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How can Prince Harry and Meghan Markle be 'financially independent'?

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Britain's Prince Harry and Meghan, Duchess of Sussex greet youths on a visit to the Nyanga Methodist Church in Cape Town, South Africa on September 23, 2019.
Britain's Prince Harry and Meghan, Duchess of Sussex greet youths on a visit to the Nyanga Methodist Church in Cape Town, South Africa on September 23, 2019.   -  
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Courtney Africa/Pool via AP, File - Courtney Africa
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Prince Harry and Meghan Markle, the Duke and Duchess of Sussex, took many by surprise with their intention to "work to become financially independent" — but details remain unclear on what this means for a couple who already have considerable wealth.

Their announcement caught everyone off guard, apparently including the rest of the royal family.

They have pledged to "carve out a progressive new role within the institution," which will see them "step back as 'senior' members of the royal family" and "work to become financially independent".

On a new website, they also said they will no longer receive funding from the Sovereign Grant and that they "value the ability to earn a professional income."

What is the Sovereign Grant?

As working senior royals, Harry and Meghan are entitled to some funds from the Sovereign Grant which is the mechanism through which the royal family is paid. It is based on the income generated by the Crown Estate — one of the largest property portfolios in the UK — which is paid into the country's Treasury.

The royal family's latest financial report indicates that the refurbishment of the couple's home, Frogmore Cottage, cost £2.4 million (€2.8 million) and that their official trip to Fiji and Tonga had a £81,000 (€95,000) price tag.

The couple's new website states that only 5% of their office expenditure — which covers employee wages — is covered by the Sovereign Grant, with the remaining 95% given to them by Harry's father Prince Charles, the heir to the throne who is also the Prince of Wales and the Duke of Cornwall.

What is the Duchy of Cornwall?

The Duchy of Cornwall is a royal entity traditionally belonging to the eldest son of the reigning British monarch.

It includes tens of thousand hectares of land as well as commercial property and has a net value of £931 million (€1.09 billion), according to the latest financial report. Its "distributable surplus" was of £21.6 million (€25.4 million) last financial year.

Income from the land and property is used to pay personal and professional expenditures not covered by the Sovereign Grant. Charles also uses the income to fund his various charitable ventures.

When he ascends to the throne, Charles will take control the wealthier Duchy of Lancaster, while his eldest son Prince William will become Prince of Wales and Duke of Cornwall.

Harry and Meghan's website makes no mention on whether they will refuse funds from the Duchy of Cornwall in future.

Will Harry and Meghan no longer cost taxpayers?

Although their new website indicates they will "no longer receive funding through the Sovereign Grant", there is a caveat.

The couple plan to "continue to carry out duties for Her Majesty The Queen." These might include official overseas visits, which, as the couple indicate, are "paid for by the Sovereign Grant as well as contributions from the host country, when appropriate."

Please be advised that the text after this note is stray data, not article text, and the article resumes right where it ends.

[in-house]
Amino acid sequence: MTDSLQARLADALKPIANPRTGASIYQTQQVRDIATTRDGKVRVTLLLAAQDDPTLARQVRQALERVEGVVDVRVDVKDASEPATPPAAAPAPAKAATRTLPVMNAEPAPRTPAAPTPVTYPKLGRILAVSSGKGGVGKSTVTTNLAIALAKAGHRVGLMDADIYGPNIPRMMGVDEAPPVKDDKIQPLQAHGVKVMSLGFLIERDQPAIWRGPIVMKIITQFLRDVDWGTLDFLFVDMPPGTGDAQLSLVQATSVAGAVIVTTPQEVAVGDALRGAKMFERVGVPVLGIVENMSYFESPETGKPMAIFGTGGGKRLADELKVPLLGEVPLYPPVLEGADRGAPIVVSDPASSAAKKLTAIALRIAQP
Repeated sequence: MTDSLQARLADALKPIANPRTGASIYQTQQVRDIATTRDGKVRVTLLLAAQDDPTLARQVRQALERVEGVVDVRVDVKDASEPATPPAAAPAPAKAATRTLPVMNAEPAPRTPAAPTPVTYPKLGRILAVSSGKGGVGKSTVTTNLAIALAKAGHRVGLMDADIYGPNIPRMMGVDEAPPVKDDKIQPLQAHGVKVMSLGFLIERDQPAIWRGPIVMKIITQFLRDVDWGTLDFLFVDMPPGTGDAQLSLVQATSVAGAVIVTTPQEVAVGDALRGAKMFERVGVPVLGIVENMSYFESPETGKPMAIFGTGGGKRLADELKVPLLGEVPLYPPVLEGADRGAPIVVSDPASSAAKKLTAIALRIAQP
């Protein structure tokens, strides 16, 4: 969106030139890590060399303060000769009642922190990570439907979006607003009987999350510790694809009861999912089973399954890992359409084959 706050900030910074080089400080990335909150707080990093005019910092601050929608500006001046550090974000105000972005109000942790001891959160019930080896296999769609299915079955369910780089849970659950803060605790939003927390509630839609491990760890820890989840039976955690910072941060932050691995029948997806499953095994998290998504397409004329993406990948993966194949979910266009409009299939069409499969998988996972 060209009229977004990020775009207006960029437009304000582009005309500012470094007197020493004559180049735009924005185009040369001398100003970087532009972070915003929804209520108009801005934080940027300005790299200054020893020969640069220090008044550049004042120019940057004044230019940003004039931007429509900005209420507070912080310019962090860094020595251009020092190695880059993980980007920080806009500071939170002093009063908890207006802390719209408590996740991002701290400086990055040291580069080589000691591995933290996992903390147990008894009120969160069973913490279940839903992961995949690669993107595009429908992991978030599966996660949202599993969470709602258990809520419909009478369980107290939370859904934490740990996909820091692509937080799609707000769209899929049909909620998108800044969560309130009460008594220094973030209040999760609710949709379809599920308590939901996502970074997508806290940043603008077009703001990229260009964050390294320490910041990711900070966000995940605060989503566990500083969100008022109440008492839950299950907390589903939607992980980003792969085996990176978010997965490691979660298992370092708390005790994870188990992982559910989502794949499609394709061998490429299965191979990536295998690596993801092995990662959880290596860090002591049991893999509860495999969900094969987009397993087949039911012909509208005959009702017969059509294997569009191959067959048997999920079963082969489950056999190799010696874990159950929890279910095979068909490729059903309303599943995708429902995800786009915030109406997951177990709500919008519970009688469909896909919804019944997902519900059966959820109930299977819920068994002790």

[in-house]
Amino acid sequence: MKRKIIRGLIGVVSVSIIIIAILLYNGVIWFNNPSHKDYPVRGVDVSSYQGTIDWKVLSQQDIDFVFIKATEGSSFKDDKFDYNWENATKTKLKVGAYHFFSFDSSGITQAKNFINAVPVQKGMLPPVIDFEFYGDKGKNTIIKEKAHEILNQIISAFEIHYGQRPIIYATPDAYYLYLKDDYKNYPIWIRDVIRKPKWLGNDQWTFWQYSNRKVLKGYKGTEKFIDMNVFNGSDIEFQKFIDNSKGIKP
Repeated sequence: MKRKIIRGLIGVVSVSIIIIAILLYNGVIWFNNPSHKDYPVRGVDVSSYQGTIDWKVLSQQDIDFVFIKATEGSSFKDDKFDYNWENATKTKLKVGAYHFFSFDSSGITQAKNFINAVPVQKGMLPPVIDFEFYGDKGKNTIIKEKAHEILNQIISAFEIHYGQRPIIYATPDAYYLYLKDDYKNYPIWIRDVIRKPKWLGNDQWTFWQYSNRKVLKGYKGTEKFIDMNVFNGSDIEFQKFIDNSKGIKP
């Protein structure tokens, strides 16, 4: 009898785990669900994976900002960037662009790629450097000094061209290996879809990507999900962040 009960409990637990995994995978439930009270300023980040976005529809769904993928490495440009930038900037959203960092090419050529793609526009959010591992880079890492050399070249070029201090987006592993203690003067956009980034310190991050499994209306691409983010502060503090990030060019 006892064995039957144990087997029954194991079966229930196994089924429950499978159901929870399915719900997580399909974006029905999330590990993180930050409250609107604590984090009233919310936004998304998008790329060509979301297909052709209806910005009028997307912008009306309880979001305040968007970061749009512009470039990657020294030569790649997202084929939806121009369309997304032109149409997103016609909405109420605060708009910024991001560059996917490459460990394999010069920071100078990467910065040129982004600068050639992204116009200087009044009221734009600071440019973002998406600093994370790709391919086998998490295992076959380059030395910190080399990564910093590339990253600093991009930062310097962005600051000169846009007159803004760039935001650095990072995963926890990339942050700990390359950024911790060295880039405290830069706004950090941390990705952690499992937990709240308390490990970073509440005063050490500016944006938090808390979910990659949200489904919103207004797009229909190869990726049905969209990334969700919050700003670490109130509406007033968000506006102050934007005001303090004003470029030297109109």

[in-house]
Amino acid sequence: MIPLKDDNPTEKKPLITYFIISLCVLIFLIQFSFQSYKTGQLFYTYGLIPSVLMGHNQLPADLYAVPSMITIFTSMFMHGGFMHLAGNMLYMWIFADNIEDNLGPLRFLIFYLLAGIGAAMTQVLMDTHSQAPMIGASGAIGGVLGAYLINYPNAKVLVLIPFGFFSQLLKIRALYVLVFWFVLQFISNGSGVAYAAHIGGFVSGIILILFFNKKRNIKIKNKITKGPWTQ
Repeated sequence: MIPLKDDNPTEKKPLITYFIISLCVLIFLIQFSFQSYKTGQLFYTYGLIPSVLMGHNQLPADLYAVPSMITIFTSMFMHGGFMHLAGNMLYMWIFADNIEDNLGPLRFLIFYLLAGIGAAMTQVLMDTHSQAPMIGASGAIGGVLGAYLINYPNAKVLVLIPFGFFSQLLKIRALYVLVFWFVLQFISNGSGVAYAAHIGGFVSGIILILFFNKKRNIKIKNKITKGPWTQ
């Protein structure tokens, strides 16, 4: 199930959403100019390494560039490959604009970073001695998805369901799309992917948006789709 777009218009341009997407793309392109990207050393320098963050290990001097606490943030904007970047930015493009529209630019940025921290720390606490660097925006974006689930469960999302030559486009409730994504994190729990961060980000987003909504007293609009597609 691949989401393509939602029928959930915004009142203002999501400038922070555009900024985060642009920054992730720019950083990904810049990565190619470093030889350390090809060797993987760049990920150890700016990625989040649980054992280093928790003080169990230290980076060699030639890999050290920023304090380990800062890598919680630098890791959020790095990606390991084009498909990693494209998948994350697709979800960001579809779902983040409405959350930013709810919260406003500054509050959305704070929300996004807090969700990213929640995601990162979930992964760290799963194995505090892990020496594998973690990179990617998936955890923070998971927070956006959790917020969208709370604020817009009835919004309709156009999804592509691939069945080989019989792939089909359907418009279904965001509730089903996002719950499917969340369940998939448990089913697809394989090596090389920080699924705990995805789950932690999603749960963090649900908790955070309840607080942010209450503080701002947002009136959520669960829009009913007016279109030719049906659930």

It is also unclear if their new status will see them continue to receive round-the-clock armed security provided by London's Metropolitan Police. The section on their website on this topic cites the governmental guidance that "it is a long-established policy not to comment upon the protective security arrangements and their related costs for members of the Royal Family or their residences."

According to UK media reports, the annual security cost for the entire royal family is estimated at around £100 million (€117.5 million).

Harry and Meghan's personal wealth

The couple say their "new working model" is necessary to allow them to earn an income from outside the family firm because, "under the current structure and financing arrangements, they are prohibited from earning an income in any form."

However, they have not indicated how they will earn their own income except to mention the upcoming launch of their new charitable entity.

Some commentators have suggested Markle could return to acting or that the couple could launch a lifestyle brand based on the blog, called The Tig, that Markle had before meeting the prince. The couple could also strike a deal with a streaming service to produce TV shows, such as President Barack Obama's lucrative contract with Netflix.

Even without alternative income, the couple should have plenty to tide them over.

Harry is believed to have inherited at least £7 million (€8.2 million) from his late mother, Lady Diana. The Queen Mother also reportedly left William and Harry more than £14 million (€16.4 million) to share, with the larger share going to Harry because William will inherit the Duchy of Cornwall.

For about a decade, Harry also earned approximately £45,000 (€52,800) a year as a helicopter pilot and captain in the British army.

Markle, meanwhile, reportedly netted up to $450,000 (€405,200) for each of the seven seasons of TV series Suits she appeared in, which would total more than $3.1 million (€2.8 million). She also continues to receive royalties from the show.

Additionally, movies she appeared in, including Remember Me and The Candidate reportedly paid her upwards of $100,000 (€90,000) each. Finally, sponsored content she published on her now-shuttered blog and personal Instagram account also allegedly earned her tens of thousands of dollars every year.

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